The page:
USAID provides both technical and humanitarian assistance. Technical assistance to Uzbekistan promotes sound fiscal and management policies, a strengthened business enabling environment, expanded microfinance programs, enhanced competitiveness of the agribusiness sector, increased citizens participation in political and economic decision making, improved sustainability of social benefits and services, reduced environmental risks to public health, and other multi-sector reform programs. The USAID/Central Asian Republics Uzbekistan health program focuses on four chief needs: primary health care reform, infectious disease control, drug demand reduction, and reproductive and maternal and child health. Programs are designed to develop local capacity to protect human rights, increase access to information, and promote mechanisms for citizens to engage with their local government. U.S. Government funds also support the work of non-governmental organizations to prevent trafficking in persons and care for victims.

Peace Corps staff arrived in Uzbekistan in August 1992, and a bilateral agreement to establish the Peace Corps in Uzbekistan was signed November 4, 1992. The first volunteers arrived in December 1992. Peace Corps Volunteers were active in English teaching, small business development, public health, and womens issues. However, Uzbekistan failed to renew visas for Peace Corps volunteers in 2005, ending the Peace Corps presence in the country. The U.S. Trade and Development Agency helps fund feasibility studies by U.S. firms and provides other planning services related to major projects in developing countries including Uzbekistan. Department of State-managed exchange programs, farmer-to-farmer exchanges, and the Department of Commerces Special American Business Internship Training Program (SABIT) contribute to expansion of technical know-how and support bilateral relations. The U.S. also provides export finance/guarantees and political risk insurance for U.S. exporters and investors through the U.S. Export-Import Bank and the Overseas Private Investment Corporation (OPIC). Proceeds from the U.S. Department of Agricultures Commodity Monetization Program are scheduled to finance more than 30 farmer assistance and rural development projects which were approved jointly by U.S. and Uzbek officials in 2005. Some of the selected projects are already underway.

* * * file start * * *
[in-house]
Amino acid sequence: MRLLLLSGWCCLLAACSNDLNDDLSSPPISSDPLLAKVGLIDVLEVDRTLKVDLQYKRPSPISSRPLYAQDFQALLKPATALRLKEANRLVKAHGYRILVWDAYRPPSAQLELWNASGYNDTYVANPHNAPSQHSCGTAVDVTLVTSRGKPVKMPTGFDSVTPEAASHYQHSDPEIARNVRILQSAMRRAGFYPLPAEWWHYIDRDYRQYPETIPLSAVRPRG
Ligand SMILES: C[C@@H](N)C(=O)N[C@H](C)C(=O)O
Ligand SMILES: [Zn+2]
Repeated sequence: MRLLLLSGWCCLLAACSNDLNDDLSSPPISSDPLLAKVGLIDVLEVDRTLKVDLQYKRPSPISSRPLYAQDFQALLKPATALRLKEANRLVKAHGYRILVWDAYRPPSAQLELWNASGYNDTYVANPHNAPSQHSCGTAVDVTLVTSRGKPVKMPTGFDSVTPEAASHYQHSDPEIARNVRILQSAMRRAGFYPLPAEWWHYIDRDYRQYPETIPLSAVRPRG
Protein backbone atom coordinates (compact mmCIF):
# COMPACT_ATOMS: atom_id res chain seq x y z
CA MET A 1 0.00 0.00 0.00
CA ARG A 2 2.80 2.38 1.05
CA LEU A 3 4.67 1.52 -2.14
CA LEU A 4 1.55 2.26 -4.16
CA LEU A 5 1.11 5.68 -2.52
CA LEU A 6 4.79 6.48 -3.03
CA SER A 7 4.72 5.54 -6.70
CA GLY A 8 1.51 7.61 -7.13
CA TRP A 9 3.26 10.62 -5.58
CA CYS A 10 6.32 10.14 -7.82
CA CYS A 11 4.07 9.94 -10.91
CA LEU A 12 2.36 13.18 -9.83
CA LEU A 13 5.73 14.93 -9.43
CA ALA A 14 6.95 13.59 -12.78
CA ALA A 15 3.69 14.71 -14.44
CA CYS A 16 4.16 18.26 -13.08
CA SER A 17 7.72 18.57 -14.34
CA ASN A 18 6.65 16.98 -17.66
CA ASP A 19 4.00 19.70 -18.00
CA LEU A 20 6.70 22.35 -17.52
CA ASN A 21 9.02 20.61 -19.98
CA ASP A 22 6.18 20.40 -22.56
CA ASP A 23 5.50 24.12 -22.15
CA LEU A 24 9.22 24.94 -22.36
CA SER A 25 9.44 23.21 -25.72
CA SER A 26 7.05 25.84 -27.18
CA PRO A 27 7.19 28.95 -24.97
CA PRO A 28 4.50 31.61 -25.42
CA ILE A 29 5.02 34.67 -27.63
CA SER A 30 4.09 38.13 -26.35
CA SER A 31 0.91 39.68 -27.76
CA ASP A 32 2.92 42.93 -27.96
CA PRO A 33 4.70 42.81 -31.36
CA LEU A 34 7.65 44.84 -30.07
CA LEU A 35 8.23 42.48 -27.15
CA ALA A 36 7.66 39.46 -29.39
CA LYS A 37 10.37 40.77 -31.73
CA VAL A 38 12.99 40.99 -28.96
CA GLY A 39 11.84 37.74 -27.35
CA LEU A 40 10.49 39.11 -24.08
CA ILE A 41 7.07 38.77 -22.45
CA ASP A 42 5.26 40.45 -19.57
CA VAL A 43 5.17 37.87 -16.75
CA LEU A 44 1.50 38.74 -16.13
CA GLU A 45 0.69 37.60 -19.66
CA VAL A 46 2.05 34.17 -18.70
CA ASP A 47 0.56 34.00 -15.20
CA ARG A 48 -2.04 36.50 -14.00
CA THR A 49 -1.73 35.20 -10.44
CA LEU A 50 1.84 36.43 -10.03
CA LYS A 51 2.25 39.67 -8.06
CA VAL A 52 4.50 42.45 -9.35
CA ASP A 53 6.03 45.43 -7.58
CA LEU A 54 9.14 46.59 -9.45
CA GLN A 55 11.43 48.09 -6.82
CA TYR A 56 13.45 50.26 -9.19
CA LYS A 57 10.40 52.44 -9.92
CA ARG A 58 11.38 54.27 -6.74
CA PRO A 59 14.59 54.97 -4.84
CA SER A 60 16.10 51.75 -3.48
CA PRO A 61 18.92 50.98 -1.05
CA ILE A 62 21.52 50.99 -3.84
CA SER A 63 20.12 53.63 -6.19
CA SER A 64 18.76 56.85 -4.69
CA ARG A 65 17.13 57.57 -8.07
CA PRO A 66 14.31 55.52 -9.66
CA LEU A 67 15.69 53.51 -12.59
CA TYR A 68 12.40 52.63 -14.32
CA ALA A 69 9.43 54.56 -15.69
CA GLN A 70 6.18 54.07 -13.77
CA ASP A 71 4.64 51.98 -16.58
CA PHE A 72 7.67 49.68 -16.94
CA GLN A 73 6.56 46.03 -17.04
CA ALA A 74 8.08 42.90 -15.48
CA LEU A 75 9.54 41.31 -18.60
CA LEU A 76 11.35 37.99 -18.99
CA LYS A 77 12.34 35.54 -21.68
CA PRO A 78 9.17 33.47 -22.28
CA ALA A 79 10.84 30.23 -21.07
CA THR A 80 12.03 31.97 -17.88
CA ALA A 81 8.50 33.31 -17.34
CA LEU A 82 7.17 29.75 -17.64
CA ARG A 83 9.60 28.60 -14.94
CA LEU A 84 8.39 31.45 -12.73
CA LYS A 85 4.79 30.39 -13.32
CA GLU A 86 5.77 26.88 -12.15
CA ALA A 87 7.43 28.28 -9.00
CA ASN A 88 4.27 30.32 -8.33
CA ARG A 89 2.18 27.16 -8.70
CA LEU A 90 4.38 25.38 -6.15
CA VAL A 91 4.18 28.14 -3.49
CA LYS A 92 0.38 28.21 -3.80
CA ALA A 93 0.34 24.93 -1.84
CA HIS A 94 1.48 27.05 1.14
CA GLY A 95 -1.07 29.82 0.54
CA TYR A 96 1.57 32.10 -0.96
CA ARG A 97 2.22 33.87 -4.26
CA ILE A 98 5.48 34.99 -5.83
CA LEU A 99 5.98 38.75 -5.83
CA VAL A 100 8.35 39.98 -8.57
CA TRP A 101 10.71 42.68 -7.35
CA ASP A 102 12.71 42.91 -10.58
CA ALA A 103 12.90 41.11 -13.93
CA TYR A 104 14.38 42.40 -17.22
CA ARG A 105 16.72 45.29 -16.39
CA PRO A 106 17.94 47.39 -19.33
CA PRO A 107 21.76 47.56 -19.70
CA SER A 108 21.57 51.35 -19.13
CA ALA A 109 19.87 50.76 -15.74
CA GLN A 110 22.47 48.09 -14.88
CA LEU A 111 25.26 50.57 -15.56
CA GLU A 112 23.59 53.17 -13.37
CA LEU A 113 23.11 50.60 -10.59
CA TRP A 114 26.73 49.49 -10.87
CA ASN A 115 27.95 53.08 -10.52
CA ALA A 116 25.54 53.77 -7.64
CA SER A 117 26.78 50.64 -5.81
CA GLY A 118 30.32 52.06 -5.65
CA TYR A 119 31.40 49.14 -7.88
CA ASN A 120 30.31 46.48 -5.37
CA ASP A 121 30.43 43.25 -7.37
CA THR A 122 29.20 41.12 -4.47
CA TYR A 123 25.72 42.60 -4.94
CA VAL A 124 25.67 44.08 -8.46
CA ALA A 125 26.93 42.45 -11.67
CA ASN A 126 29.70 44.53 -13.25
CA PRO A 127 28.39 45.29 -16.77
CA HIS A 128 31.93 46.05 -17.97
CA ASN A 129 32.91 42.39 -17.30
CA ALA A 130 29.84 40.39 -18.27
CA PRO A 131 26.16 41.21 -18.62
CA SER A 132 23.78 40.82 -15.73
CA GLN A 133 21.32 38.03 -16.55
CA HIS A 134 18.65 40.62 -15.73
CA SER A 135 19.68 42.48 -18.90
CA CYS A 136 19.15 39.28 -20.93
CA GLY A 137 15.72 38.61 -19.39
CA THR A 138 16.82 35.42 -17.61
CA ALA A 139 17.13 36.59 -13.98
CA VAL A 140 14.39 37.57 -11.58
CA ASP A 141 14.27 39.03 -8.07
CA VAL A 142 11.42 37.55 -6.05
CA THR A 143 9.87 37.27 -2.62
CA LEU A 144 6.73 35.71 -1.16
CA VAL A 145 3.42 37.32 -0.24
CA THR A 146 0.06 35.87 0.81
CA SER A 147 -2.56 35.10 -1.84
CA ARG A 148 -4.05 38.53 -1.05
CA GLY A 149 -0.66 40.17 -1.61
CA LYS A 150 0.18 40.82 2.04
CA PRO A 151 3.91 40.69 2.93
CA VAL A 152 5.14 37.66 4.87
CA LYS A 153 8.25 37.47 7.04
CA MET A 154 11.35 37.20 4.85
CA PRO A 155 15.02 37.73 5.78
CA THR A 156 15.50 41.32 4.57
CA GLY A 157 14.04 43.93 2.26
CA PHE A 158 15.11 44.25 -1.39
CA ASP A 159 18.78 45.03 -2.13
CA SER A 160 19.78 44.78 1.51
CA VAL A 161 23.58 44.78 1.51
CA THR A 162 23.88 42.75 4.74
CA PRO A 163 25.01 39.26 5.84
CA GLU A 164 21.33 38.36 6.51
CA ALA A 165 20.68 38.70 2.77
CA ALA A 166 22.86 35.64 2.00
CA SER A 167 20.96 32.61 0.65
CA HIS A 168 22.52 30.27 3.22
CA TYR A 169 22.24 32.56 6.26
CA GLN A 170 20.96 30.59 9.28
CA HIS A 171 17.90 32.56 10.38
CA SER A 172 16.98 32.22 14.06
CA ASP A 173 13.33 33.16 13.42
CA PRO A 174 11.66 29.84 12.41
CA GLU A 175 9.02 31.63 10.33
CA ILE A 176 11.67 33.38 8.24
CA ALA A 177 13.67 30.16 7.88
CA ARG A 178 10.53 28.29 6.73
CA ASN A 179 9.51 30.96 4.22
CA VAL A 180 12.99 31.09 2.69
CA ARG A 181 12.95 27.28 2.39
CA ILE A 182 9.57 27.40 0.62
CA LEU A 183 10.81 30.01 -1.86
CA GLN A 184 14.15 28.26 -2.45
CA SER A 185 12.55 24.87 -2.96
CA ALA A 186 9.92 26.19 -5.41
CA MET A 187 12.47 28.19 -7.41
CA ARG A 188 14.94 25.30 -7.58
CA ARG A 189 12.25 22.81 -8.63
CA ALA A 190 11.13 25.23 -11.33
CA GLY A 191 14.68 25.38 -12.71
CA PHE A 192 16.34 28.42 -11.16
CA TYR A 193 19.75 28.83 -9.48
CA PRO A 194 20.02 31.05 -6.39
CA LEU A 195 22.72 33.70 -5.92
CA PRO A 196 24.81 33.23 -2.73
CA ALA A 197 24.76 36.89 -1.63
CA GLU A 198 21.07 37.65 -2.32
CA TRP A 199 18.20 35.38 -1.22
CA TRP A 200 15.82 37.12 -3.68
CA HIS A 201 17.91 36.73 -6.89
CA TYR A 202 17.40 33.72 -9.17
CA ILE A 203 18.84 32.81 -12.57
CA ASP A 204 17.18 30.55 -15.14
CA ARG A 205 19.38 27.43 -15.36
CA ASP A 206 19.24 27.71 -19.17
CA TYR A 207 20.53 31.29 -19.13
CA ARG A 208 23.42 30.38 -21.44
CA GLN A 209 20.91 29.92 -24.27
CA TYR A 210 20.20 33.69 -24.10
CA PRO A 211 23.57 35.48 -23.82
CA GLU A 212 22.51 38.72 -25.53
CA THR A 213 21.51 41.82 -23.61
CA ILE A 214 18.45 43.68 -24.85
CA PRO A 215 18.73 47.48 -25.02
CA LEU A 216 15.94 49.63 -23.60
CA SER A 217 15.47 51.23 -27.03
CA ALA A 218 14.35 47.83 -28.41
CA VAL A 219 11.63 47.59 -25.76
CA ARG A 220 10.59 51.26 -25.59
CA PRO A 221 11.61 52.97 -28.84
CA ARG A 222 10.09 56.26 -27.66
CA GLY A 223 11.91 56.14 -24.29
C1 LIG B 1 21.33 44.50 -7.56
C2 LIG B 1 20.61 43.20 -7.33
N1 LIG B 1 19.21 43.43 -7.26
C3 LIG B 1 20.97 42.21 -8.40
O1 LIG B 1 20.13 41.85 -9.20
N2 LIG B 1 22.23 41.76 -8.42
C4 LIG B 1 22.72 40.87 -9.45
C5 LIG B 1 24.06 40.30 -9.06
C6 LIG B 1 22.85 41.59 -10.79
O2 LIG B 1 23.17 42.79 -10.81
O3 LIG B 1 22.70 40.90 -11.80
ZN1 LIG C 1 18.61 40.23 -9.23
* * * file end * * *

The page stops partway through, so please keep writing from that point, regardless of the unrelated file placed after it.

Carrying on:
[Fact sheet on FY 2006 U.S. Assistance to Uzbekistan.]

Principal U.S. Embassy Officials
Ambassador--Jon R. Purnell
Secretary--Penny OBrien
Deputy Chief of Mission--Brad Hanson
Political/Economic Chief--vacant
Public Affairs Officer--Deborah Jones
Management Officer--Doug Ellrich
Consul--John Ballard
Defense Attache--LTC Greg Wright
USAID--James Bonner

The U.S. Embassy in Tashkent is located at 3 Moyqorqon, 5th Block, Yunusobod District, Tashkent 700093; tel. [998] (71) 120-5450; fax: [998] (71) 120-6335; duty officer (cellular): [998] (71) 180-4060.